Early Native American Fur Trade Pipe Tomahawk / Hatchet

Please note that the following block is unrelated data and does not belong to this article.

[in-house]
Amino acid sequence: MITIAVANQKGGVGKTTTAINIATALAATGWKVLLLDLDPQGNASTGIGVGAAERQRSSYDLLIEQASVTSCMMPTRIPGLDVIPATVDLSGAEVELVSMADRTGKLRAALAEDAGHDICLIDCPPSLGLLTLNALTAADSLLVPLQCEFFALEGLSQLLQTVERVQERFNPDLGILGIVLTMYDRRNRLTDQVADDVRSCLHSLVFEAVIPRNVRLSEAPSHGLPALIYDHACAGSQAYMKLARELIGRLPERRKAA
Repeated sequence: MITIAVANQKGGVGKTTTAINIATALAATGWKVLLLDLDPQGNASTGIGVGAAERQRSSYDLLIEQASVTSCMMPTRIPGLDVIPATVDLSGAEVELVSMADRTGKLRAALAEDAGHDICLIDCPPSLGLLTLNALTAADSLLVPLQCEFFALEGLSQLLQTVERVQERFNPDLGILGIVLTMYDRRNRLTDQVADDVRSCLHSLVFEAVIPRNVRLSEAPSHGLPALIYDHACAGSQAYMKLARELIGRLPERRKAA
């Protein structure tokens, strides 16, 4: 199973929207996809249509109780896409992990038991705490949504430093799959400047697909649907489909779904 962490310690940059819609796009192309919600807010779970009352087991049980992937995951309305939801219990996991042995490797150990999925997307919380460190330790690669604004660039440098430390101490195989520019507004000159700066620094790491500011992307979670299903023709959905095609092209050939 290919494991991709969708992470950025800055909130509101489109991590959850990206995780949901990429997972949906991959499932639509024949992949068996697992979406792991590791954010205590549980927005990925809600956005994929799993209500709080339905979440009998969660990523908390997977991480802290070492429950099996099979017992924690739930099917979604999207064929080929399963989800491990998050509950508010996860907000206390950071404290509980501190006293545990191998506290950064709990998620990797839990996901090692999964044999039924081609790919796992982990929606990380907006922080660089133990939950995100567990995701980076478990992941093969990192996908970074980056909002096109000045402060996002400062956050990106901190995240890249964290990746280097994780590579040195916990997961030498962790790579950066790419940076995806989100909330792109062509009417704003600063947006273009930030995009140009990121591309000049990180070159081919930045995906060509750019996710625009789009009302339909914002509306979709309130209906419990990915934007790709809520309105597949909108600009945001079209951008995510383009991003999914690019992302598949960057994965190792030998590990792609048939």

Early Native American Fur Trade Pipe Tomahawk / Hatchet. In his Travels Through the States of North America 1799 , Isaac Weld describes the annual gifts that were given to the Indian Tribes by the fur trade companies. Several bales of thick blankets of blue, scarlet, and brown cloth, and of course figured cottons, together with large rolls of tobacco, guns, flints, powder, balls, shot, case knives, ivory and horn combs, looking glasses, pipe tomahawks , hatchets, scissars (sic), needles, vermillion in bags, copper and iron pots and kettles.. And again later in the same volume he describes the pipe tomahawk. The common tomahawk is nothing more than a light hatchet, but the most approved sort has on the back part of the hatchet, and connected with it in one piece, the bowl of a pipe, so that when the handle is perforated, the tomahawk answers every purpose of a pipe: the Indians indeed are fonder of smoking out of a tomahawk than out of any other sort of pipe. I give the above not as proof of the age of the one we have on offer, but as background to it. Some were obviously manufactured by Europeans as part of the fur trade reward system. This is from that collection. We sent the marks in the blade to the National Iron and Steel Heritage Museum to see if they could identify the maker, but they found nothing. The shaft of the tomahawk is 18" and 1" in diameter. It is constructed from two long pieces of wood which have been joined together. The "mouth end" of the shaft is closed off by a wooden plug with a small air hole in it. We have blown air through it to see that it is joined to the bowl. Additional photos will be provided if wanted.